J.B. Salsberg remembered 10 years later

The life of Joseph (J.B.) Salsberg, humanist, labour leader, political activist, politician, newspaper columnist and a man who dedicated his life to Yiddishkeit and the advancement of social justice, was remembered and honoured recently on his 10th yahrzeit (anniversary of his death).

More than 300 people gathered October 28 (2008) at Bialik Hebrew Day School, Toronto, for a program titled J.B. Remembered, under the auspices of UJA Federation of Greater Toronto’s Committee for Yiddish as part of its program called Yiddish Canada in the 20th Century.

At the entrance to the auditorium was an archival display, developed by the Ontario Jewish Archives, titled J.B. Remembered: The Life and Career of J.B. Salsberg, featuring five large panels: Immigration and Early Life, Labour Zionism and Union Work, Political Life, Soviet Anti-Semitism and the Break with Communism, and Life After Politics.

Emcee Sharyn Salsberg Ezrin spoke of her uncle J.B. as a fixture in the Canadian and Jewish landscapes.

“J.B. would have been delighted that you all have an interest in Yiddish and such an evening of music and recollection.”

On a personal note, she said her uncle was her mentor. Some 40 years ago, when she was interested in becoming a volunteer at a Hashomer Hatzair kibbutz near Ashkelon, she said that her “interest in Israel was the spark that brought us together and continued for many years.”

A short video was presented of Salsberg in 1991, when he was turning 90. His warmth and sincerity set the mood of remembrance and gratitude.

The details of Salsberg’ s life could fill volumes. Born in Lagov Poland, he immigrated to Canada with his family when he was 11 years old. He attended Lansdowne Public School for two years, and at 13, he left school to help support his family by working as a leather cutter in a purse factory.

He was moved by the injustices he observed in the sweatshops of downtown Toronto and took his first steps into social activism in the union movement.

His strong feelings about equality and equal rights for all led him to join the Communist Party in 1926. In 1938, he was elected alderman for Ward 4, a position he held until 1943, when he was elected to the Ontario legislature in the riding of St. Andrew.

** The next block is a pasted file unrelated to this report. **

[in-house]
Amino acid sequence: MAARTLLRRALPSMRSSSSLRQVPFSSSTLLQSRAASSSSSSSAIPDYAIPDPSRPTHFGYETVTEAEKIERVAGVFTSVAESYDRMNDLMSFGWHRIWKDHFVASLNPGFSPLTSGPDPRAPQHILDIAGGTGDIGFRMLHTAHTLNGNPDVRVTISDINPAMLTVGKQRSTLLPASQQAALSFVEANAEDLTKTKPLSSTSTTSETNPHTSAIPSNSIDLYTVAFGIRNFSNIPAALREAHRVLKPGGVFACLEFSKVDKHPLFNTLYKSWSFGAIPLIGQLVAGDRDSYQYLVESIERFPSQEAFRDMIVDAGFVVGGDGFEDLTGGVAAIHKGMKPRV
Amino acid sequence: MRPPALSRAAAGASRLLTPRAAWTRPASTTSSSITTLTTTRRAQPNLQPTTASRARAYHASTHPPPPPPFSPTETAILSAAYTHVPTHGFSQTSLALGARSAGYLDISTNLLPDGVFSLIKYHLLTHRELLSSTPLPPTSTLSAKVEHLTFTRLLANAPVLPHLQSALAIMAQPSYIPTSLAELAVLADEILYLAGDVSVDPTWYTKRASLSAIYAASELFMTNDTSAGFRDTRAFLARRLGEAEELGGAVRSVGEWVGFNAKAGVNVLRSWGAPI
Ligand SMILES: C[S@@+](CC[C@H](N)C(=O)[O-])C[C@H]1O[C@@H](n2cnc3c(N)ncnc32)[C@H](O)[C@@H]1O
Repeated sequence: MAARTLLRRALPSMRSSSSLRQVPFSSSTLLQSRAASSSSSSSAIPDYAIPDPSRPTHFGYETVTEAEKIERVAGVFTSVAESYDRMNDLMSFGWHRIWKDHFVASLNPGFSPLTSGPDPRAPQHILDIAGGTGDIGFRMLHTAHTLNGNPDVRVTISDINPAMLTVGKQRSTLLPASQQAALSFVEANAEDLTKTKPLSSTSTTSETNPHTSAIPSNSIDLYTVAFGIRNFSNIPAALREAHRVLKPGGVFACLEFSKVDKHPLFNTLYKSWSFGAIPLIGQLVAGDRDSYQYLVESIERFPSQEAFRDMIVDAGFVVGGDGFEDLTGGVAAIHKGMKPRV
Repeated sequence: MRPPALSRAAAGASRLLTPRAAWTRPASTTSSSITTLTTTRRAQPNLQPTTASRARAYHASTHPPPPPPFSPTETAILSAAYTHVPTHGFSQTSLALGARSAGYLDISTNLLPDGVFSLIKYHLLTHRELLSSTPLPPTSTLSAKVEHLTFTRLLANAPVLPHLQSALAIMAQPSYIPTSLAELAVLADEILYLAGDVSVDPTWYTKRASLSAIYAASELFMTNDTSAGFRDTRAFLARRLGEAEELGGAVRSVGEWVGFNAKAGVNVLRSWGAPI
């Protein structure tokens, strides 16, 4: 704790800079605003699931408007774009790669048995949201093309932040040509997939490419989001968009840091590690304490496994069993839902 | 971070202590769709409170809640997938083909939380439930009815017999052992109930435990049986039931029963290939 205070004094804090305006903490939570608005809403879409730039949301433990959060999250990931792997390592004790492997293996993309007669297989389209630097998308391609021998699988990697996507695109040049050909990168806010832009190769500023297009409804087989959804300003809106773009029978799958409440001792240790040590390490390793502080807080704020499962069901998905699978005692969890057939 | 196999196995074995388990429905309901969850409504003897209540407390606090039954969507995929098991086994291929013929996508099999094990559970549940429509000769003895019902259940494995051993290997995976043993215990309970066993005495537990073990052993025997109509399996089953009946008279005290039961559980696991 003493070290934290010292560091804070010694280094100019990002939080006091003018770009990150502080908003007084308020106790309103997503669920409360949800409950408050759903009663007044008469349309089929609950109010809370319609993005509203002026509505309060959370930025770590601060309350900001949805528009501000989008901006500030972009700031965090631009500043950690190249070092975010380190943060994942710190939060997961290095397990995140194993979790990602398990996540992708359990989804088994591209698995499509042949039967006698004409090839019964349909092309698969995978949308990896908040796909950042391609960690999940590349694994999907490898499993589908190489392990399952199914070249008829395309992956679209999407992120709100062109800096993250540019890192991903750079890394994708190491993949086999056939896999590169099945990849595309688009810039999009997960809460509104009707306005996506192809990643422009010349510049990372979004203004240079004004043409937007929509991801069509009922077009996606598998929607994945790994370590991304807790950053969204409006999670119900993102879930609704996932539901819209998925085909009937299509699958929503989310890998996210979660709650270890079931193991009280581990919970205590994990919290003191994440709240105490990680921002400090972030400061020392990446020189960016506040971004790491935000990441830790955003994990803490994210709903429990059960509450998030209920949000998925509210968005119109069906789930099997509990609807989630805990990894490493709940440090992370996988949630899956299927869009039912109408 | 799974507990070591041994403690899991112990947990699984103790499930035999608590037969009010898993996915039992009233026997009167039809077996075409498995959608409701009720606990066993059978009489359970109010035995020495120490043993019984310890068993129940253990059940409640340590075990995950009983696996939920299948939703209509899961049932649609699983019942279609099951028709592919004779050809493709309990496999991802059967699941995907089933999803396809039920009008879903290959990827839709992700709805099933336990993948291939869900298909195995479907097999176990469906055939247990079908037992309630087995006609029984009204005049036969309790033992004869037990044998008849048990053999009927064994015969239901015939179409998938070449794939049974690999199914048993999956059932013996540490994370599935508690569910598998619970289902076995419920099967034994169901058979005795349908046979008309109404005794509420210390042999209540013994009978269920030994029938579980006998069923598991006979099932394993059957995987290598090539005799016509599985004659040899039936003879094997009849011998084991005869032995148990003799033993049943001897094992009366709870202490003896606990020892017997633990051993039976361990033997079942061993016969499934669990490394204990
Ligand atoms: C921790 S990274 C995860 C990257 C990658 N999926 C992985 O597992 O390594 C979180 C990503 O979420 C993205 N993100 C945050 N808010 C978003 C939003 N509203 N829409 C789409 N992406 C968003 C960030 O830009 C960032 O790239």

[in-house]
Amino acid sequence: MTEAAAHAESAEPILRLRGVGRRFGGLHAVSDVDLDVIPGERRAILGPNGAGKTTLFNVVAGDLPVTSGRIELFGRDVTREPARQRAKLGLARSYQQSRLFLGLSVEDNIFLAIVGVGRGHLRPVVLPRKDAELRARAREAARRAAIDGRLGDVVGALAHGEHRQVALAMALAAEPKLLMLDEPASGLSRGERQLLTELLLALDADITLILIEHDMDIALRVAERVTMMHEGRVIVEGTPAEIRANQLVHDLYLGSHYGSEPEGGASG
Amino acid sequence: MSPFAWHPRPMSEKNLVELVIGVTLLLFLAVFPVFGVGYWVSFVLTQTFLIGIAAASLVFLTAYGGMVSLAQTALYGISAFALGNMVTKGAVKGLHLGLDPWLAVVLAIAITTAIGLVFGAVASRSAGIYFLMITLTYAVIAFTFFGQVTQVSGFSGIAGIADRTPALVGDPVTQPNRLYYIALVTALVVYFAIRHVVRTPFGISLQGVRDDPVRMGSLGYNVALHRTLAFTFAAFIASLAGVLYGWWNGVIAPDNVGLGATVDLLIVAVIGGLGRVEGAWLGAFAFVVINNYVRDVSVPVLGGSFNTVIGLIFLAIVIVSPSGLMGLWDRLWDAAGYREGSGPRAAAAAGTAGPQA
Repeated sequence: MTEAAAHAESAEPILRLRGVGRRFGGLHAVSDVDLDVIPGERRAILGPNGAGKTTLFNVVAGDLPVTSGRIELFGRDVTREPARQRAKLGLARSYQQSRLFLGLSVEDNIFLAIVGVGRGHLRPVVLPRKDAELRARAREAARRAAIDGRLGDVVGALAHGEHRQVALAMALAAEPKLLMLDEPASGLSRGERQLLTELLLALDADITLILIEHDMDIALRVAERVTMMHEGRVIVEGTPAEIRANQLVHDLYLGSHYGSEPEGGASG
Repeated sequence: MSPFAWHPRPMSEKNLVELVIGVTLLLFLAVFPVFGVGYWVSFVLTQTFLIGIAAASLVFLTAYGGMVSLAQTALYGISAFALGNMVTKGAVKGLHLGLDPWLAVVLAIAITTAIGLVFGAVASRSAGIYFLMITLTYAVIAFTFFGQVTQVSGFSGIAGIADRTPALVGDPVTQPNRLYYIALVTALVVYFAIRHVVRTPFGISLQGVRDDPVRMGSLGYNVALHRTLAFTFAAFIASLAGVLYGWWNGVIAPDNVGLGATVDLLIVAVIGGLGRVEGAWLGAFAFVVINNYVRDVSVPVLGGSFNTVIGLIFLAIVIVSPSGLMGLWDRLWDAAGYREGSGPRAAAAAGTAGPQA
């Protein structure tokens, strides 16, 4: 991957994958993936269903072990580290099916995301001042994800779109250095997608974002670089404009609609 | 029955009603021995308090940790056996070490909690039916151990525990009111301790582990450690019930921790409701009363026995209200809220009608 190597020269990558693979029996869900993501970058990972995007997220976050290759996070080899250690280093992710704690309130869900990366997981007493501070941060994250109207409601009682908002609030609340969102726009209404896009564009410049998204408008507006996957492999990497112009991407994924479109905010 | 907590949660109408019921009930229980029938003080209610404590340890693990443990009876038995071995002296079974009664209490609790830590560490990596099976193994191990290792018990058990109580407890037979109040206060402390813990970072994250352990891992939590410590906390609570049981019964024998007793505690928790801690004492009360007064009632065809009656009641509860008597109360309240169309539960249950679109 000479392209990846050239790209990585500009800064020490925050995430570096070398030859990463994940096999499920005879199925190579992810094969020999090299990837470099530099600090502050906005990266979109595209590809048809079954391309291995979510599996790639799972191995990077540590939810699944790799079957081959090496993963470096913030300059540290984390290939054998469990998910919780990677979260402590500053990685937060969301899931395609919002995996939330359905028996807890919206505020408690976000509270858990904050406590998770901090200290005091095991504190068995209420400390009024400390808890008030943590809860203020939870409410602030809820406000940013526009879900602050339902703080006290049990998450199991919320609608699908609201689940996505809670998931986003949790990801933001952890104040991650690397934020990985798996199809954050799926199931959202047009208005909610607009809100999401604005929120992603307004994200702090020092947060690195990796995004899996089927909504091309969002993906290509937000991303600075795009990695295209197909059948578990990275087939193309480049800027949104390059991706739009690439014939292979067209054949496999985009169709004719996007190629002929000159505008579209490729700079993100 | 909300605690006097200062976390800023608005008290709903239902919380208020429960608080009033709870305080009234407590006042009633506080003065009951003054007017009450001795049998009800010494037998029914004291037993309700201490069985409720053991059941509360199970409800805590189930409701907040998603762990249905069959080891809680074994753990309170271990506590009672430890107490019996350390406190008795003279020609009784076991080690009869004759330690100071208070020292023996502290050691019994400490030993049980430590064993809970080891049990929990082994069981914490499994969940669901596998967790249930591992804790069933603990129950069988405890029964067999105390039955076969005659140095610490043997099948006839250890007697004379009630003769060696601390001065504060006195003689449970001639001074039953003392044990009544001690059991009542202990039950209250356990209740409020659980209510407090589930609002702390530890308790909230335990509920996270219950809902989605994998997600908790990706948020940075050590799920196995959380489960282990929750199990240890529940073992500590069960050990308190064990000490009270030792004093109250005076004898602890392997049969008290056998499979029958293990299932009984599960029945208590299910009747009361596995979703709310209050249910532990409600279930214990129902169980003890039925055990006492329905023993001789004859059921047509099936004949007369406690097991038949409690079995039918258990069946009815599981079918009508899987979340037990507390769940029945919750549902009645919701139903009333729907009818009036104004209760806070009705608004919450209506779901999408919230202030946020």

After hearing rumours that Jewish institutions in the Soviet Union were being closed and that Jews were being murdered, Salsberg went to Russia and met with Soviet leader Nikita Khrushchev.

He was told not to make it a public issue. On his return to Canada, in 1957 he renounced his affiliation with the Communist Party and the United Jewish People’s Order and formed the New Fraternal Jewish Association.

Susan Jackson, executive philanthropic officer at UJA Federation, said Salsberg brought clarity to issues in a way that no one else could. “His filibusters were not only legendary in parliament, but at meetings of the Toronto and Canadian Jewish Congress,” she said.

“J.B. was an extraordinary figure in the life of the province,” added Bob Rae, a former NDP premier of Ontario and current Liberal MP.

Rae shared his recollections of Salsberg, describing him as a proud Jew, “a very great Canadian — a figure of enormous power and enormous strength in the life of our city.”

He added: “J.B. was a representative of his generation who cared for social justice, who transformed not only the Jewish community, but the whole working community in Toronto.”

Under the direction of Nella Koren, the Bialik choir presented a musical program of popular Yiddish songs, including Dos iz Yiddish and Tumbalaleika.

Keynote speaker, Prof. Gerald Tulchinsky, professor emeritus of history at Queen’s University, also spoke about Salsberg’s life and times.

Tulchinsky was selected to organize Salsberg’s political and labour union correspondence. The collection is available for primary research at the university.

He noted that Salsberg shone as a member of the Ontario legislature. “He was into every issue — he was on his feet almost all the time making excellent points.”

Tulchinsky spoke of Salsberg’s political idealism, which led him from a religious Jewish life to Zionism and Communism, because of his desire to help the working class who, at that time, had no protections.

After Salsberg left the Communist Party, his columns in The Canadian Jewish News were “enormously important. Above all else, he was connected with people in a very special way,” Tulchinsky said.

“While most people could walk down Spadina from College to Dundas in a space of 15 minutes, it took Joe Salsberg about three hours. He met people he knew and people he didn’t know. He would say hello and try to get them in conversation, not just on a political level but on a human level.”

Paying tribute to Salsberg and his love of Yiddish and Yiddish music, singer-songwriter Lenka Lichtenberg performed haunting Yiddish songs, including music she wrote to the poems of Simcha Simchovich, Tsum Kval and Meyh Rue Platz. ♦

This article appeared originally in the Canadian Jewish News and appears here now courtesy of the author. © 2008 by Cynthia Gasner. 

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